JRP3 wrote:Exactly. I'd hope an improved battery would avoid having to keep such a large buffer in reserve, but if not it could be a reasonable solution, as long as it does not drive the vehicle price higher.TonyWilliams wrote:JRP3 wrote:Regarding future LEAF's, if pack degradation cannot be improved with a better battery then the solution might be to install a larger pack with a larger buffer. Software would then allow a larger percentage of the pack to be used as capacity drops, keeping useable mileage the same, or at least less severe. Or switch to a more durable chemistry.
You mean like Volt already does?!?!?!
While the volt does keep a larger reserve buffer, the 2013s are actually using a bit more of that reserve (at least as a percentage) because GMs experience and data suggests they can. Leaving unused battery will always impact the price, but better a slightly higher price and meeting/exceeding customer expectations than a lower price and unhappy customers. People getting >50miles per chage, which is my average since April, are very happy. People getting below EPA would be angry. I exceeded EPA even in the dead of CO winters.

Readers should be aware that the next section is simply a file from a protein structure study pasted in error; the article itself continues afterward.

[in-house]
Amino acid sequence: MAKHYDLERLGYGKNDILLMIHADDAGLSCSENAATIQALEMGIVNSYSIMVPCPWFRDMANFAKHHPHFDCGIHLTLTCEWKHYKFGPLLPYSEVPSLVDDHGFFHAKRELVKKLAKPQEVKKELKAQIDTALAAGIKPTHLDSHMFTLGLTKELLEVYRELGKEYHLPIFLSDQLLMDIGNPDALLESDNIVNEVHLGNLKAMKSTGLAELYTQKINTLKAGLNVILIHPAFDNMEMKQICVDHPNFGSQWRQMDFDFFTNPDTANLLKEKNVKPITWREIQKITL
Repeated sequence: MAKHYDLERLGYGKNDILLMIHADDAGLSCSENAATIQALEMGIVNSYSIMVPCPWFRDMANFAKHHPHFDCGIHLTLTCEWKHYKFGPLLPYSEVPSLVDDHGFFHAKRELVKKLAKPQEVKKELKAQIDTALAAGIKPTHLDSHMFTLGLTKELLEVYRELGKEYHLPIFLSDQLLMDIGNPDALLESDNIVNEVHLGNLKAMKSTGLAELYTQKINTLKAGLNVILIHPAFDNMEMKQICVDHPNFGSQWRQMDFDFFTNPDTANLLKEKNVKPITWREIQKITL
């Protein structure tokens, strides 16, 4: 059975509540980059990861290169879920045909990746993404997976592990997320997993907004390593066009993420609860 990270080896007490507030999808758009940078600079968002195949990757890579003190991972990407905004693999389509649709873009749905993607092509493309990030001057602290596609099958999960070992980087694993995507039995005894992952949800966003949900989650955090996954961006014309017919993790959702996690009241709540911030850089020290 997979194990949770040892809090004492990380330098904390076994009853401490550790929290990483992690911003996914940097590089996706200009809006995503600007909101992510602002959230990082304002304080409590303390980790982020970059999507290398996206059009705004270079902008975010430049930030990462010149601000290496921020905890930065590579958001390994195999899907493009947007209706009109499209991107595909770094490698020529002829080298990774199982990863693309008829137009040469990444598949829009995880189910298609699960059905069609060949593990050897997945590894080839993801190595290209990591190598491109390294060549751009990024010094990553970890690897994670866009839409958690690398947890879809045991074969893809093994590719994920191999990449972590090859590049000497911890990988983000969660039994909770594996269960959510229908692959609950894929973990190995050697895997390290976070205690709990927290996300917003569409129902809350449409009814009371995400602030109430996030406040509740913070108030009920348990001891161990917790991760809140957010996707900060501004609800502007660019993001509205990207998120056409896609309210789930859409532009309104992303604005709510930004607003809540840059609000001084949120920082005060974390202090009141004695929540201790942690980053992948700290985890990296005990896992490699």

Also remember the volt needs to be a bit more conservative as many drivers take it to minimum SOC every day, so they are getting a full swing every day which is more agressive in terms of the Depth-of-discharge, than many leaf drivers that don't go below LBW, and few get to VLBW. . As battery degradation tends to accelerate with DOD and age (weaker batteries have more internal resistance and use more DOD to get the same range, which degrades them faster, which needs more charge.. ) and because GM warranty covers capacity loss, they needed to be conservative. GM could have met their orginal goal of 40miles, but opening up that window, but it could just as easily have gone badly. Luckily for you, press on the Leaf battery issues is being way more forgiving than it was on say on the Volt battery non-issue.